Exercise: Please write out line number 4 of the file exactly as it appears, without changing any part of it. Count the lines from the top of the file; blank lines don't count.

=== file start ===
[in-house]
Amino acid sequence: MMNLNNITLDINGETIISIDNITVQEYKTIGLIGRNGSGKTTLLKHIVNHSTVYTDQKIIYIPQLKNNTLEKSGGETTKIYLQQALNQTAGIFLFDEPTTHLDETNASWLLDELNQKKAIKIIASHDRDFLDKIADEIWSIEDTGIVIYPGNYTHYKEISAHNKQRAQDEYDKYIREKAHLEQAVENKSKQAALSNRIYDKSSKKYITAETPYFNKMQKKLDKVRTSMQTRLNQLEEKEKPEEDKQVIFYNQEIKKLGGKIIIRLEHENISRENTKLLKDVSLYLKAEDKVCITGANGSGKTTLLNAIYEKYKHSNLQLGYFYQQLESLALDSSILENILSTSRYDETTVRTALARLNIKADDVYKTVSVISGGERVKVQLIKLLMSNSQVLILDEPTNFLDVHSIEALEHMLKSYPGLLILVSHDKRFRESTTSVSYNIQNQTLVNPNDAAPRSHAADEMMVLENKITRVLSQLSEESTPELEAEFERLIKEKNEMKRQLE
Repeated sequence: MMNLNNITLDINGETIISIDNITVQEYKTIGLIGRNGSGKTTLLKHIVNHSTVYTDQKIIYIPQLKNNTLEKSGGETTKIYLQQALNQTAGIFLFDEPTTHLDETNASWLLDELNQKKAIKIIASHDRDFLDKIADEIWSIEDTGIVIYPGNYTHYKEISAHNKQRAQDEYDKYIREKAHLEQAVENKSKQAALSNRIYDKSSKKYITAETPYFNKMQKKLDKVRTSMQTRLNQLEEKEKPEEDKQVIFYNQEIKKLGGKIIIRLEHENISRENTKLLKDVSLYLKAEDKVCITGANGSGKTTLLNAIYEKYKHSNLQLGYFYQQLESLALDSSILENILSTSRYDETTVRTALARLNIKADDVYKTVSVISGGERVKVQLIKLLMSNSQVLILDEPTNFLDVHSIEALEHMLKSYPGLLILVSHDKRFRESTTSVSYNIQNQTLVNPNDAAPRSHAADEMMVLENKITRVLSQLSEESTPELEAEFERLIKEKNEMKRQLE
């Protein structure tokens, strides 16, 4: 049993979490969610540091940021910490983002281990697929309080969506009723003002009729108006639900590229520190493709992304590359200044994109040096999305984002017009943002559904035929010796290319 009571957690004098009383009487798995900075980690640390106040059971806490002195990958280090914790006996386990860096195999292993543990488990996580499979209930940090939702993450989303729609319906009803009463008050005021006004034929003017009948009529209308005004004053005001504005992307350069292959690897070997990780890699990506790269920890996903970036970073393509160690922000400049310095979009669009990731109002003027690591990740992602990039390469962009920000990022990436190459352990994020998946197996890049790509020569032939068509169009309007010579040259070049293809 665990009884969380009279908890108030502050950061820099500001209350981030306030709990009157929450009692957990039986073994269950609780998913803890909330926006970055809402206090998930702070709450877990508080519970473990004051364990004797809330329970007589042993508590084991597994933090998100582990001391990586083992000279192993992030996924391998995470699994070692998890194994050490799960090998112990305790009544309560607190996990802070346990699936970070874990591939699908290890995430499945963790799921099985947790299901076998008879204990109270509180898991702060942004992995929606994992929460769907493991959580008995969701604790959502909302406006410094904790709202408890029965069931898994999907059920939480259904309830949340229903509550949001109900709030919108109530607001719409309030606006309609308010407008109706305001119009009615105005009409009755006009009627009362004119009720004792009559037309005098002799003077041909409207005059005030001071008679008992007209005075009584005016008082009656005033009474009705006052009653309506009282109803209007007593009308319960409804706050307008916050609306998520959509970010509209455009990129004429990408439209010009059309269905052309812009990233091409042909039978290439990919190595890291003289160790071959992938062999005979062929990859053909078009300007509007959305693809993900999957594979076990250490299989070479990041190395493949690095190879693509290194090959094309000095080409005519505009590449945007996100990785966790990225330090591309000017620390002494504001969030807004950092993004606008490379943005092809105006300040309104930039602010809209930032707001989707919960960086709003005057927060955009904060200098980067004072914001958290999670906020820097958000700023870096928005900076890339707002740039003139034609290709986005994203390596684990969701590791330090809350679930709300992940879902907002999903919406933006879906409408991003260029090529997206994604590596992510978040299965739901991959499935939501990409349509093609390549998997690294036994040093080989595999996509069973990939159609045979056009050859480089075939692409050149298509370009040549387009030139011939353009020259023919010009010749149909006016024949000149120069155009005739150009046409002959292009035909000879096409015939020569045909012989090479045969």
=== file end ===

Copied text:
């Protein structure tokens, strides 16, 4: 049993979490969610540091940021910490983002281990697929309080969506009723003002009729108006639900590229520190493709992304590359200044994109040096999305984002017009943002559904035929010796290319 009571957690004098009383009487798995900075980690640390106040059971806490002195990958280090914790006996386990860096195999292993543990488990996580499979209930940090939702993450989303729609319906009803009463008050005021006004034929003017009948009529209308005004004053005001504005992307350069292959690897070997990780890699990506790269920890996903970036970073393509160690922000400049310095979009669009990731109002003027690591990740992602990039390469962009920000990022990436190459352990994020998946197996890049790509020569032939068509169009309007010579040259070049293809 665990009884969380009279908890108030502050950061820099500001209350981030306030709990009157929450009692957990039986073994269950609780998913803890909330926006970055809402206090998930702070709450877990508080519970473990004051364990004797809330329970007589042993508590084991597994933090998100582990001391990586083992000279192993992030996924391998995470699994070692998890194994050490799960090998112990305790009544309560607190996990802070346990699936970070874990591939699908290890995430499945963790799921099985947790299901076998008879204990109270509180898991702060942004992995929606994992929460769907493991959580008995969701604790959502909302406006410094904790709202408890029965069931898994999907059920939480259904309830949340229903509550949001109900709030919108109530607001719409309030606006309609308010407008109706305001119009009615105005009409009755006009009627009362004119009720004792009559037309005098002799003077041909409207005059005030001071008679008992007209005075009584005016008082009656005033009474009705006052009653309506009282109803209007007593009308319960409804706050307008916050609306998520959509970010509209455009990129004429990408439209010009059309269905052309812009990233091409042909039978290439990919190595890291003289160790071959992938062999005979062929990859053909078009300007509007959305693809993900999957594979076990250490299989070479990041190395493949690095190879693509290194090959094309000095080409005519505009590449945007996100990785966790990225330090591309000017620390002494504001969030807004950092993004606008490379943005092809105006300040309104930039602010809209930032707001989707919960960086709003005057927060955009904060200098980067004072914001958290999670906020820097958000700023870096928005900076890339707002740039003139034609290709986005994203390596684990969701590791330090809350679930709300992940879902907002999903919406933006879906409408991003260029090529997206994604590596992510978040299965739901991959499935939501990409349509093609390549998997690294036994040093080989595999996509069973990939159609045979056009050859480089075939692409050149298509370009040549387009030139011939353009020259023919010009010749149909006016024949000149120069155009005739150009046409002959292009035909000879096409015939020569045909012989090479045969």